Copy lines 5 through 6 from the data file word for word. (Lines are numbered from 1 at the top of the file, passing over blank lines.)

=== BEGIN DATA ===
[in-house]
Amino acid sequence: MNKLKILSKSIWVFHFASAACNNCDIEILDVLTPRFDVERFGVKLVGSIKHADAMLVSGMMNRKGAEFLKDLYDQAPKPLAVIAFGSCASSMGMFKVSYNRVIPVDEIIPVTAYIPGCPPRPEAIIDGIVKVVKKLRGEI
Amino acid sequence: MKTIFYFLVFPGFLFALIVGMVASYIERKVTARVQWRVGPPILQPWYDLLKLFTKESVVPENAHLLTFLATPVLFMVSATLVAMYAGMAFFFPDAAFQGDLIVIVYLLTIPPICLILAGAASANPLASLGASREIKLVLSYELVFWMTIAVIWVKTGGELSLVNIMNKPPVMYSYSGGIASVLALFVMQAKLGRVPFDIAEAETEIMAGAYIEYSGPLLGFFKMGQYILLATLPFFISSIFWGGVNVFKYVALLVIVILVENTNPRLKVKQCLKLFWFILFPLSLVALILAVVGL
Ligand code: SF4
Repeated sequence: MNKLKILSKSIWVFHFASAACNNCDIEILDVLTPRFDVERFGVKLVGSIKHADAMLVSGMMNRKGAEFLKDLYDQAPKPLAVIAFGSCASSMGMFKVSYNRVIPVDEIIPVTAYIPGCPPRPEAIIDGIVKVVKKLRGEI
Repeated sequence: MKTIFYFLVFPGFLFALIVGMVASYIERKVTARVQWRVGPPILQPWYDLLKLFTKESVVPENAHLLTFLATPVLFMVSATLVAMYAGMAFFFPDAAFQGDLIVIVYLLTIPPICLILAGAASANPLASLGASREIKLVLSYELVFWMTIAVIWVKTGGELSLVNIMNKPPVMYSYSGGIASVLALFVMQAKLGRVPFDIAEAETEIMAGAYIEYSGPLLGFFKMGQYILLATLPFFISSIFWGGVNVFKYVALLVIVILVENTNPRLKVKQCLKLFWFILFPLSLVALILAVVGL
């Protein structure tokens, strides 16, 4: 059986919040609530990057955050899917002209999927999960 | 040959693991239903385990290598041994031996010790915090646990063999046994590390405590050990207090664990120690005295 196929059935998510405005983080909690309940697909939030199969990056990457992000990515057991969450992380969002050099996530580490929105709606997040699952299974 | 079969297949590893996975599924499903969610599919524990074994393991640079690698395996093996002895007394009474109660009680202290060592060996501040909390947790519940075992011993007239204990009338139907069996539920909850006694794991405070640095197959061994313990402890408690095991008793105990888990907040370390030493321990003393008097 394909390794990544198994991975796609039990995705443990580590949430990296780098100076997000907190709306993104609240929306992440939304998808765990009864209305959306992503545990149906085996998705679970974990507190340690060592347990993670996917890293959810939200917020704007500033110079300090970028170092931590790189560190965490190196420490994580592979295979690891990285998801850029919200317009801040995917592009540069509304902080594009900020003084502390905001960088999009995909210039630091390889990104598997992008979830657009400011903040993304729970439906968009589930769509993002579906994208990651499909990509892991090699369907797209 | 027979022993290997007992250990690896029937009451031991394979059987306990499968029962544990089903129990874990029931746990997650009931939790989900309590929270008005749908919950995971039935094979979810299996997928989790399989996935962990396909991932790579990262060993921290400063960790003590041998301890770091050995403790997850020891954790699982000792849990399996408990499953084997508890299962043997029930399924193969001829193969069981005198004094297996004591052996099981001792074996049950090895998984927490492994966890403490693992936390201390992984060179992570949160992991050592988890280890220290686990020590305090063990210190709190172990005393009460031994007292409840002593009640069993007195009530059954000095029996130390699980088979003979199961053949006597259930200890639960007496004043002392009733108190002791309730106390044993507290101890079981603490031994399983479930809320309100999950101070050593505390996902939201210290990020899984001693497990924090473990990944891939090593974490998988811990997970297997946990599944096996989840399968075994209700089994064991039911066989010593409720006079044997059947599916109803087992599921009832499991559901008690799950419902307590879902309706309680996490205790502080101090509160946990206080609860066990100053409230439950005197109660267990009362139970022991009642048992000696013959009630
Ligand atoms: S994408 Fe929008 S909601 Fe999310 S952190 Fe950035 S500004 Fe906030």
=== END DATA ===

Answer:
Repeated sequence: MNKLKILSKSIWVFHFASAACNNCDIEILDVLTPRFDVERFGVKLVGSIKHADAMLVSGMMNRKGAEFLKDLYDQAPKPLAVIAFGSCASSMGMFKVSYNRVIPVDEIIPVTAYIPGCPPRPEAIIDGIVKVVKKLRGEI
Repeated sequence: MKTIFYFLVFPGFLFALIVGMVASYIERKVTARVQWRVGPPILQPWYDLLKLFTKESVVPENAHLLTFLATPVLFMVSATLVAMYAGMAFFFPDAAFQGDLIVIVYLLTIPPICLILAGAASANPLASLGASREIKLVLSYELVFWMTIAVIWVKTGGELSLVNIMNKPPVMYSYSGGIASVLALFVMQAKLGRVPFDIAEAETEIMAGAYIEYSGPLLGFFKMGQYILLATLPFFISSIFWGGVNVFKYVALLVIVILVENTNPRLKVKQCLKLFWFILFPLSLVALILAVVGL